Falling in Love with Machines: A Case of Low Expectations
I have a long and intense history of falling in love with machines. As a User Experience Designer, I likely pay more attention to machines than most people, but what most people also don’t know is that I am paying attention to how Emotional Freedom Technique E-book
tyle: italic;”>they are engaging with their machines. What I’ve found is that there are three things that inspire people to fall in love with their machines, two of which make sense
and the third blows my mind.
First, a definition. When I say “machine,” I am speaking of any tool a person uses to do something. I could be talking about a shovel or a 3-D modeling application but I’ll still call it a machine. (Take THAT strictly defined taxonomies!)
The first sensible reason that people fall in love with their machines is that they allow them to do something they couldn’t do without it. Take television and the telephone as an example.
The second sensible reason is that their machines allow them to do
something they can do now, but better. Continuing with the previous examples, high-definition television and mobile telephones.
Finally, the third reason: People fall in love with machines that do what they’re supposed to do.
This becomes more apparent with more complex machines, like computers & cell phones, but think about that for a moment… our expectations of such devices are so low that we fall in love with them simply because they work. To prove the breadth of my point, I will avoid the obvious discussion about Macs and iPhones and talk instead about something much more entertaining. Diaper pails.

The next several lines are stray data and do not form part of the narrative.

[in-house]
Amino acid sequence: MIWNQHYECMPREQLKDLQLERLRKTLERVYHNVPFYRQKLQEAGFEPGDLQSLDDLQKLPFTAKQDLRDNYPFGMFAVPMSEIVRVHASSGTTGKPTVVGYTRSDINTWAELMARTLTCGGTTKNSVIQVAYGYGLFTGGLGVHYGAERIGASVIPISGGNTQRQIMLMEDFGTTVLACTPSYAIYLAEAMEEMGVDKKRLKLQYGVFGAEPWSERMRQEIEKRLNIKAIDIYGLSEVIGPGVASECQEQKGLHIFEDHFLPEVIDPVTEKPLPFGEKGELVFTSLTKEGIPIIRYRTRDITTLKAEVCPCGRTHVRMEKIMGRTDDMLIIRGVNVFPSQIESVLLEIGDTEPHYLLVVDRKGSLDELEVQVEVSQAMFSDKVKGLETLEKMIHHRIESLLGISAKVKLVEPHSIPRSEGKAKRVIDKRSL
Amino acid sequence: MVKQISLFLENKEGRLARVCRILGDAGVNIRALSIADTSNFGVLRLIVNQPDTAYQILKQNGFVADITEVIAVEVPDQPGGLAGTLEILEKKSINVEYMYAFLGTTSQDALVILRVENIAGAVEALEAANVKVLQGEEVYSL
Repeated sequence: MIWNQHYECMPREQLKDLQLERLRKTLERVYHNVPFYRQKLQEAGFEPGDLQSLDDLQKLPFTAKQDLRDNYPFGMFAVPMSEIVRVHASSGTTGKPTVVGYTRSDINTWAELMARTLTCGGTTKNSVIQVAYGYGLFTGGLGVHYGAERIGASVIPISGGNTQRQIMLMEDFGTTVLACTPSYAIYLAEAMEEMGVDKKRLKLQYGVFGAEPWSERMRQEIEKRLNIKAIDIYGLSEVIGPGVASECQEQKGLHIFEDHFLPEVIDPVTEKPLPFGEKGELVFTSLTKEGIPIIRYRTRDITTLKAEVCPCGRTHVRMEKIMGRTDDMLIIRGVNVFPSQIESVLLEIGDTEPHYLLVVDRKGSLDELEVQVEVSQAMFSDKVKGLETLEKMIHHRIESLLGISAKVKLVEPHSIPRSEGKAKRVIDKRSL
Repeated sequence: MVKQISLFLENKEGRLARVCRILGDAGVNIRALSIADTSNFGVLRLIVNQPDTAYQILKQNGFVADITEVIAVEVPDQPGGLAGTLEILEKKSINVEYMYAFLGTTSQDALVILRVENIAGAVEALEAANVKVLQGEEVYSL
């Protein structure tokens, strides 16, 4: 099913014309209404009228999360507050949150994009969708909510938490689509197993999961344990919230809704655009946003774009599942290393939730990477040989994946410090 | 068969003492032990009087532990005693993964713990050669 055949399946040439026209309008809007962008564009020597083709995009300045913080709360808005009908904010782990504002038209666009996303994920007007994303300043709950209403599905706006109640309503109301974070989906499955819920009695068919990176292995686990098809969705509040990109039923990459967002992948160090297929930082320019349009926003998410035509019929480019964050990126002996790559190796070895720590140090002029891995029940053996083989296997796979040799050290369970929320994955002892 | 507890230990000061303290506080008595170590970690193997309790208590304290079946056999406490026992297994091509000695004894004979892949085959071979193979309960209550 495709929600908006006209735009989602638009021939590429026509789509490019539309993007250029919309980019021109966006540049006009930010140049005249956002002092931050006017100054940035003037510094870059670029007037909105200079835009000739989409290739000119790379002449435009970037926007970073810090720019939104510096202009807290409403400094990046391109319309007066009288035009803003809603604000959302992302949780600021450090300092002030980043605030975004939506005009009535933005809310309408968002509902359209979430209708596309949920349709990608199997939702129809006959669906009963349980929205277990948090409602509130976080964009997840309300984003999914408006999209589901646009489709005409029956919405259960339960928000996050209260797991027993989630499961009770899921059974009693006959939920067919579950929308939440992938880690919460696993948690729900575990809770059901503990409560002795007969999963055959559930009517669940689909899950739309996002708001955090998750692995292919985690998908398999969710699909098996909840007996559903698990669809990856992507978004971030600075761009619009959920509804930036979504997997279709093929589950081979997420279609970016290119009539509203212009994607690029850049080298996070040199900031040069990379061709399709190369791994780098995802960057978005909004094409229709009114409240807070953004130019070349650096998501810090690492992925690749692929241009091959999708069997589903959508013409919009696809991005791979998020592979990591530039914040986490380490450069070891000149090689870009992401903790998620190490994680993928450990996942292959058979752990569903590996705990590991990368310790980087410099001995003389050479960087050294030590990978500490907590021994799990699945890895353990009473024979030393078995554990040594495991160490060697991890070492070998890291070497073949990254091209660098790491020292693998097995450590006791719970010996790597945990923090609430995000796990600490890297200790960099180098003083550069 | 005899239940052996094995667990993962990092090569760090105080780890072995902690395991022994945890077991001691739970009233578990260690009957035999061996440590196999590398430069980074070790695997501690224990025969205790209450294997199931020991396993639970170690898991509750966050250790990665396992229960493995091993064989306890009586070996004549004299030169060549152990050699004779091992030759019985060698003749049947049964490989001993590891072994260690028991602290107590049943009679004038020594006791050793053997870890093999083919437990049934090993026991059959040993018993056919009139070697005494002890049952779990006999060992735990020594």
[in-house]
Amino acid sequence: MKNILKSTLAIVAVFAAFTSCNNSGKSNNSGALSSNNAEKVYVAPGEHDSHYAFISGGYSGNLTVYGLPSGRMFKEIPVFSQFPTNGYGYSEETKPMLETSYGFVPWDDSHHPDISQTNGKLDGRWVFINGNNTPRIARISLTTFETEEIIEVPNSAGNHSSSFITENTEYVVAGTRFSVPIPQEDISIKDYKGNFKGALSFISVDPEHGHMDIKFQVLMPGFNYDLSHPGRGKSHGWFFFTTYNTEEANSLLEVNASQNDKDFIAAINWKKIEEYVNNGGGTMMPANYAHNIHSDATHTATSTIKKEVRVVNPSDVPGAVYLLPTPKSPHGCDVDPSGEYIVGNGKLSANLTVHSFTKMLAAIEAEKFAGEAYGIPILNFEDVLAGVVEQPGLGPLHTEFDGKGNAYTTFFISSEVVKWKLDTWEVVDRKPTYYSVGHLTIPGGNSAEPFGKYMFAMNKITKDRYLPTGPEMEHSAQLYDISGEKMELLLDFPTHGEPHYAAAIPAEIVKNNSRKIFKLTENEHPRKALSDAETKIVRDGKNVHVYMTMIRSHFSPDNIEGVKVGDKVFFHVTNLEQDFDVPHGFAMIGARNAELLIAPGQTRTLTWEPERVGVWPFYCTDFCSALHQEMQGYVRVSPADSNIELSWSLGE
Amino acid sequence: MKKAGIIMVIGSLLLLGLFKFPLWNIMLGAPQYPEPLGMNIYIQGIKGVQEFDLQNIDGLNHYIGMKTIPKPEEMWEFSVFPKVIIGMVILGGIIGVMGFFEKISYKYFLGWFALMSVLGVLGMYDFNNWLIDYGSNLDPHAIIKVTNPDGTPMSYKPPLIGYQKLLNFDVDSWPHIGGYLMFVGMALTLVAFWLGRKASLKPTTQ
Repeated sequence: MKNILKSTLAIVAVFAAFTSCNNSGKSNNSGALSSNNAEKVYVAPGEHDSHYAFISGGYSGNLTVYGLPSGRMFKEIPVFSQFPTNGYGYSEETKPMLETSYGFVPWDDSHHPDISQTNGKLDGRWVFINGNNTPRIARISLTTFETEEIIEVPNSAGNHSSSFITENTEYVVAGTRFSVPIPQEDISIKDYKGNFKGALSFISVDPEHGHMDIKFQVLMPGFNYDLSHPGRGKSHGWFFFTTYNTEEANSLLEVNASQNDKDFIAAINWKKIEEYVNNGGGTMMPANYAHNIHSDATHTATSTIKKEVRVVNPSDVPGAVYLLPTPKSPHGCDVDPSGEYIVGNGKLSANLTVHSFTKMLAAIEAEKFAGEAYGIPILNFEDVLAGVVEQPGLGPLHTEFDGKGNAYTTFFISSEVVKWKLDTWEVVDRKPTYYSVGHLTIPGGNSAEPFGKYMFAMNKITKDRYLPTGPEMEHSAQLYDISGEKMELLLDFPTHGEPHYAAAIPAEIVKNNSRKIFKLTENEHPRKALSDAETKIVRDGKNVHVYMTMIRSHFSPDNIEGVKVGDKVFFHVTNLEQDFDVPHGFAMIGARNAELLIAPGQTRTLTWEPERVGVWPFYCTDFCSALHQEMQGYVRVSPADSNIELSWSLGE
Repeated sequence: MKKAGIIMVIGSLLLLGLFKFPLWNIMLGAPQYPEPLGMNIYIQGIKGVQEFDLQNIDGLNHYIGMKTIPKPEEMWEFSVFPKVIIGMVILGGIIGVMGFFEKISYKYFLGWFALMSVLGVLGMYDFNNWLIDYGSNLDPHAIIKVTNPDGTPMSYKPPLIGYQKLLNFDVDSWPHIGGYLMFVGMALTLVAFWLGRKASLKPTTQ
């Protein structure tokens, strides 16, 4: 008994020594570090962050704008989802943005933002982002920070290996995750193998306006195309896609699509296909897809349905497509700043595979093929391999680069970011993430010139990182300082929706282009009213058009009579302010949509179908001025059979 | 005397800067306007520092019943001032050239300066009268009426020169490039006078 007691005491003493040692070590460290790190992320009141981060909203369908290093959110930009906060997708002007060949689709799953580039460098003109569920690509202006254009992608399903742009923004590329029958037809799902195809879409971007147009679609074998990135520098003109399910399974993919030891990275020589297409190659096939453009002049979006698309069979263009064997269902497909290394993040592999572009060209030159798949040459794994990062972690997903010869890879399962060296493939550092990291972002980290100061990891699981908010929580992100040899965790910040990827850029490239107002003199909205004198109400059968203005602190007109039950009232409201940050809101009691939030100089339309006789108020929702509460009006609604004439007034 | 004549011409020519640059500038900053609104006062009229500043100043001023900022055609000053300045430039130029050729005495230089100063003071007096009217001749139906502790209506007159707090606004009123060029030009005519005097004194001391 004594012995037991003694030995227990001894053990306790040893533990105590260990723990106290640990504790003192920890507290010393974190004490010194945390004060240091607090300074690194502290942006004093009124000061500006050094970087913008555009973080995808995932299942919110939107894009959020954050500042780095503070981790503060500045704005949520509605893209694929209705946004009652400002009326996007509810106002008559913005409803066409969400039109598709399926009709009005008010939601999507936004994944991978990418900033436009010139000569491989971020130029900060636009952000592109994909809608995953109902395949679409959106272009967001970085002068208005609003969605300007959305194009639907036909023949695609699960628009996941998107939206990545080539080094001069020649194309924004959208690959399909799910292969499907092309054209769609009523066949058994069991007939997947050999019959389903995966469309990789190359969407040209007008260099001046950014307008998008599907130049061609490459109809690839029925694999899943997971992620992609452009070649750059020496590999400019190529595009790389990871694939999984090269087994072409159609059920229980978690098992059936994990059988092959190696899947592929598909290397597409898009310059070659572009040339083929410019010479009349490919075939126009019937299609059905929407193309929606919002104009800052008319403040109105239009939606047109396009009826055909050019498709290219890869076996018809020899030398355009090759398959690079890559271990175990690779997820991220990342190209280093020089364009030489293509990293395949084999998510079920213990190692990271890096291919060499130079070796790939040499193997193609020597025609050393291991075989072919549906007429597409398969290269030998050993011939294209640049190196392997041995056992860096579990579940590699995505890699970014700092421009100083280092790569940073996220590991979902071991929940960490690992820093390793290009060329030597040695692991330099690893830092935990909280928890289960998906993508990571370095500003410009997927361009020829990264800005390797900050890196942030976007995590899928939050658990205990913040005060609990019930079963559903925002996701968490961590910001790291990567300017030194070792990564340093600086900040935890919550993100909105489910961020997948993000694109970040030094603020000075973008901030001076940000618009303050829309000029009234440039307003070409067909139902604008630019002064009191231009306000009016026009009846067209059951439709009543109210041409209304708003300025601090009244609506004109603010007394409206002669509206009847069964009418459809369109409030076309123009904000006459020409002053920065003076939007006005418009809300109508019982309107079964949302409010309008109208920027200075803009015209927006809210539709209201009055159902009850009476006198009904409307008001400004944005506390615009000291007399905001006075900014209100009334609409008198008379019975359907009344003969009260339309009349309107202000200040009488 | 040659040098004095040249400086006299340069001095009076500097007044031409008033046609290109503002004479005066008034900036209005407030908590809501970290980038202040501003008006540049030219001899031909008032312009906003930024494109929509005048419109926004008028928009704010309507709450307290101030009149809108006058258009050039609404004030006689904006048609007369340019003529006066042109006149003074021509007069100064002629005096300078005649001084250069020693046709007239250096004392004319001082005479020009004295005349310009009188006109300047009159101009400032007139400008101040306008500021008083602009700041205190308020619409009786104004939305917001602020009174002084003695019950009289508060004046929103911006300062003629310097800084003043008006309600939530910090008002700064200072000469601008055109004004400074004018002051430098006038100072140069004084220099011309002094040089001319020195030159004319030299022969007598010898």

If you are a parent, this will sound very familiar. “You’re having a baby! Congratulations, I’m so happy for you! There’s so much stuff you’ll need. You ABSOLUTELY have to get a Diaper Genie…” and so on and so on. But the Diaper Genie is always mentioned. Why do people love it? It works.
What is a diaper pail supposed to do? It is supposed to hold dirty diapers and the unholy stench that comes with them. Before our daughter was born, my wife and I bought a large, generic, cheap diaper pail that had a slot for some deodorizer disks. We thought this was pretty cool. Until we started to use it. It held the diapers pretty well, but the smell? Not so much.
We caved and bought a Diaper Genie. And it was probably the best forty bucks I ever spent. Using the thing is a little goofy, and it requires proprietary bags. But I don’t
care (mind you, this is a user experience guy saying this). My daughter’s room doesn’t smell like poop.
This is how I fell in love with my Diaper Genie.
What have you fallen in love with just because it does what it says on the box?
Tags: Analytics, Emotion, Interaction Design